By the time the stranger had finished the third shot that Bonnie'd snuck him, he was convinced that the only thing Bonnie needed protection from, like everyone else in the saloon, was Bonnie. She draped herself over every hapless fool that walked in the place, and heavens above if the man looked like he had even half a rusty copper coin to spare, because she did her best to charm a fella out of it.
Once he realized he was on his way to starting up a second bottle (and that the bartender was on to both him and Bonnie), the stranger knew he had to get some distance between himself and the pretty saloon girl. He went outside, hoping for a bit of fresh air, and saw that the law was out in force. Just what he needed. He hid his eyes as best he could below the brim of his hat, and watched quietly as several badged men walked up and down the street. One of them looked at him, looked right at him, but he made no particular moves towards him either way.
The stranger'd had enough, though. He returned to the safety of the bustling saloon, and settled himself in for a couple of rounds of blackjack. When he'd managed to win himself a couple of dollars, he paid for his drinks, right in front of a pouting Bonnie, and then asked her, "Key?"
"I was gonna take care of your drinks for you, Jimmy. That's part of our arrangement, remember? No harm comes to me, and you get a safe haven with whatever you need."
"Does the barkeep know that?" She kept silent, and the barkeeper snorted loudly before moving away to deal with another customer at the far end of the bar. "Thought not," the stranger said. "You can still buy me dinner. Just make sure it's paid for before I get it, huh? Now, about that key?"
"Oh, fine. You're no fun, sugar." She fished a gold chain out of her ample bosom, and held it out for the stranger to deal with. "Come get it." From the chain hung several odds and ends, and he recognized one of them as a hotel key. He sighed and settled the trinkets back in the nest of bust, while he struggled to free the key from its little golden prison. He managed to get the thing free from the chain without sending all her other charms sliding to the floor, and he gripped it tightly while struggling to relatch the chain. It was warm from its cozy resting place in her breast. She smiled wolfishly at him the whole time. "Wait up for me, Jimmy?"
"How else are you gonna get in?" He didn't bother to listen to her giggly answer, but turned and stalked out of the saloon and up to the room number etched on her key.
Bonnie's room was just like the one he'd rented the previous night, except hers was littered with the ridiculous trappings of a vain and messy woman-child. The stranger kicked aside last night's dress and picked his way through an alarming number of undergarments to get to the chair by the window. There was a cigarette case on the window sill, and the morning news paper in the chair, and a near empty bottle of bourbon with a clean shot glass at the foot of the chair. The setup was almost charming, like it had been waiting there just for him. He grimaced, and wondered how many plastered men Bonnie'd had protecting her all day and night, and scooted the booze away with the point of his boot.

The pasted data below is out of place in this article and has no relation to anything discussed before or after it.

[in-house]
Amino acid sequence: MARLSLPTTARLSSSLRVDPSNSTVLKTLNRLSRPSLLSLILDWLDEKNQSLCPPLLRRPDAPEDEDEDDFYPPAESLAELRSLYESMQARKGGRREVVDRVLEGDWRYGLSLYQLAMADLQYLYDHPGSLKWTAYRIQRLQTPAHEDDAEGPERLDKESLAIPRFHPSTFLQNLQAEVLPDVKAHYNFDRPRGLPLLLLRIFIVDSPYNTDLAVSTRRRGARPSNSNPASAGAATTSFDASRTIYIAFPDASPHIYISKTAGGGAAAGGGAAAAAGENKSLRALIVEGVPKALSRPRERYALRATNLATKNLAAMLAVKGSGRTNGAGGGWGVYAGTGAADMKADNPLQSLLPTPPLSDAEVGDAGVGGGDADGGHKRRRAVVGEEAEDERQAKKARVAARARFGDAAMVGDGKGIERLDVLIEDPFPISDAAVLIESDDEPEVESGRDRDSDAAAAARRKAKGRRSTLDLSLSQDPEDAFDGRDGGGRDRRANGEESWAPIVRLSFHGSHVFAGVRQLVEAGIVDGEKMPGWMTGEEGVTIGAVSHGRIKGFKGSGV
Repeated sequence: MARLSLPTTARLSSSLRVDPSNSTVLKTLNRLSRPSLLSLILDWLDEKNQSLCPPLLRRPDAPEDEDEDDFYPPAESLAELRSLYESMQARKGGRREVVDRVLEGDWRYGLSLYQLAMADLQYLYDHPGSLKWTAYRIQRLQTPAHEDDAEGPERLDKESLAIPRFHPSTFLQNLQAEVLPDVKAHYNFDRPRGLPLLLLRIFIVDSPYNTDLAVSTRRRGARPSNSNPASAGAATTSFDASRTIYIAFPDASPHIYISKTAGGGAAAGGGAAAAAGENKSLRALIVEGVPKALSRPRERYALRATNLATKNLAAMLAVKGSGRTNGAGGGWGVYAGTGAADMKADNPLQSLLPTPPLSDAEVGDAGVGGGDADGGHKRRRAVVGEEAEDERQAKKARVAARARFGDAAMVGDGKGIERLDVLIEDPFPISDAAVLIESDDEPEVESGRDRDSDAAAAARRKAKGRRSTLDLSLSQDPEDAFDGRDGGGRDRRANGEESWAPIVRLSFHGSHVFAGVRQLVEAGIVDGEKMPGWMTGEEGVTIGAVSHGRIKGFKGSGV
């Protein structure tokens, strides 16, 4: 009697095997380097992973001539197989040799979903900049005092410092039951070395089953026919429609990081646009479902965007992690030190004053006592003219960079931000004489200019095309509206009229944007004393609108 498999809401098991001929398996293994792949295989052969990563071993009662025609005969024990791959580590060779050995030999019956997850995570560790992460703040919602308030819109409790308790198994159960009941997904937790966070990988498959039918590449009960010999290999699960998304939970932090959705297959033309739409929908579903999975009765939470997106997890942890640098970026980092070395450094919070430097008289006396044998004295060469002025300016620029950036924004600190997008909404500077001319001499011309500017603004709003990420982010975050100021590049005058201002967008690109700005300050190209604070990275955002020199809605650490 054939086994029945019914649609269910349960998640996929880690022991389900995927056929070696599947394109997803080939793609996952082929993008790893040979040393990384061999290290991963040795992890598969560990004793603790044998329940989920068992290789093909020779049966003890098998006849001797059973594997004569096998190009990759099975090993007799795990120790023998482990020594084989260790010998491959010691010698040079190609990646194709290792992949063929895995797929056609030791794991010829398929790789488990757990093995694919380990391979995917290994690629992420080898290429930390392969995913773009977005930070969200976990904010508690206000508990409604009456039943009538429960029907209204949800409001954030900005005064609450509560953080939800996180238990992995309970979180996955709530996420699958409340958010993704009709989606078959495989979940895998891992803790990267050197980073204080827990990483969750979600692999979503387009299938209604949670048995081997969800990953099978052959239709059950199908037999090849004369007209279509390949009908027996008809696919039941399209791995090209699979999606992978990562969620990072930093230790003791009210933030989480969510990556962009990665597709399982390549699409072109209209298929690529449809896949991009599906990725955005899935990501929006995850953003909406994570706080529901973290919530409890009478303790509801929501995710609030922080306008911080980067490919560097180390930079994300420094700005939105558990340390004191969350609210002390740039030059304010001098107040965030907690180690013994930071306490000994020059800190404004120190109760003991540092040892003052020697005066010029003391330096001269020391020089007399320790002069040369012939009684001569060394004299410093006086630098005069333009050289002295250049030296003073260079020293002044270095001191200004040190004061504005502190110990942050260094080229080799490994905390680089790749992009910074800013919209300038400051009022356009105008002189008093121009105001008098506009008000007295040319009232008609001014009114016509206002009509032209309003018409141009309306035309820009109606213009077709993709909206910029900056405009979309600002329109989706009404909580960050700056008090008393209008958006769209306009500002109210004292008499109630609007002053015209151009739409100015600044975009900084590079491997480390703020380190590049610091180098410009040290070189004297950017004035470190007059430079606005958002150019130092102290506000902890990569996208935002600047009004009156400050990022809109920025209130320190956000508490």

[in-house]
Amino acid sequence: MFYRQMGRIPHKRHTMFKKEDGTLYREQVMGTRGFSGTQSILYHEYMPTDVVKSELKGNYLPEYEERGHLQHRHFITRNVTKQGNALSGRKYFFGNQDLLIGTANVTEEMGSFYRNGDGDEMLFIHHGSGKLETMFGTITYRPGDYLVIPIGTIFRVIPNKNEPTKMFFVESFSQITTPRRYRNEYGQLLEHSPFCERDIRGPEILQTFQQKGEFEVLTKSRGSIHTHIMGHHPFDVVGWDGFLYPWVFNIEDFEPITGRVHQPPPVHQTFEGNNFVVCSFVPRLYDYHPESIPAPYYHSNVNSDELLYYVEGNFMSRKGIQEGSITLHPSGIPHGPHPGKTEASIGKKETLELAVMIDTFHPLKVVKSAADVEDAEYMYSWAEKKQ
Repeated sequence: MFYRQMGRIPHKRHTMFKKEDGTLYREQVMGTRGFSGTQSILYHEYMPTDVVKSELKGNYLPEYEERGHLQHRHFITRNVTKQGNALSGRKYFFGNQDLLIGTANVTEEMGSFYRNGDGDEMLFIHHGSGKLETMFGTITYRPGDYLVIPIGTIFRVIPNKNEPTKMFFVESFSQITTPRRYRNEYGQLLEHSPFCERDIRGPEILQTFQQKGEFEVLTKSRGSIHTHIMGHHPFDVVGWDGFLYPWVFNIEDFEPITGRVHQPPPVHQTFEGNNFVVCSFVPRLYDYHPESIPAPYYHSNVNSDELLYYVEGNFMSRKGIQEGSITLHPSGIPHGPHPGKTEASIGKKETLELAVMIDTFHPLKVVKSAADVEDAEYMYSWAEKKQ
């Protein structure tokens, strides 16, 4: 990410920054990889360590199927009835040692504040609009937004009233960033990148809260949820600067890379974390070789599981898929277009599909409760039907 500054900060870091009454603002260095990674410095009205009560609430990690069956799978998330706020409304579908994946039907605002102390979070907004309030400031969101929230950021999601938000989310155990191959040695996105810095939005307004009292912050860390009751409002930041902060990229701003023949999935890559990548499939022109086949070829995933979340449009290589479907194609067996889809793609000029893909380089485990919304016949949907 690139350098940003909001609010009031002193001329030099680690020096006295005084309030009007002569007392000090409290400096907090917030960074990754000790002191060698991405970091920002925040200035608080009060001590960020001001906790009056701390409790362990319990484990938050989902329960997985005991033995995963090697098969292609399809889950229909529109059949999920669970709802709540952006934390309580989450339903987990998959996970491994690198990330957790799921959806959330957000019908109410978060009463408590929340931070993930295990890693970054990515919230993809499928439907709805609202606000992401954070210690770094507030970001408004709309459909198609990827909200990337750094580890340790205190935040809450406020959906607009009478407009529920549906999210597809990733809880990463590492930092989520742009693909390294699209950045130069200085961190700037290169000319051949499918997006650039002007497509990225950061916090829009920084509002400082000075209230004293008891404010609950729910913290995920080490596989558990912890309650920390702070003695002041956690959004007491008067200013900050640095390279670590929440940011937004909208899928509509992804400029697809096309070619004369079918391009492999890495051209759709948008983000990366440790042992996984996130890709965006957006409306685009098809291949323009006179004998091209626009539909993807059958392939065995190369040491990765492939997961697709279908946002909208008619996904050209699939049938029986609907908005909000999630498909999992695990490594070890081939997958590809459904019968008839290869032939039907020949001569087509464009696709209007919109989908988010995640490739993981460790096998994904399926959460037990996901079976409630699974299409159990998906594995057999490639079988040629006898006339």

The cigarettes were too good to resist, though. He had no memory of ever enjoying a cigarette, but he must have done so before... before, because he lit up and sighed in near the ecstasy that only comes to a man whose been separated too long from an expensive and unnecessary habit. He settled into the chair and smoked the whole thing down, before lighting another and finally turning his attention to the paper.
Though he read the paper slowly, he finished while the sun was still high enough in the sky to bathe the room in a warm, firey glow. He had an awful lot of time left to kill before he could start looking forward to dinner. He supposed he could go back and check on Bonnie, but he was tired of drinking, and her idea of free meals seemed to consist mostly of riling up the bartender while she ordered too many free drinks. He looked around the room for something else to to pass the time, but all he found was Bonnie's junk tossed all over the room. With nothing better to do, he began stacking her junk in neat little piles, putting like with like, until the furniture was visible and the bed looked like a place someone might sleep, rather than a giant sideways wardrobe. Still, the room looked bizarre, not really cleaned up. Might be better to get some of the undergarments into one of the chests of drawers, out of sight.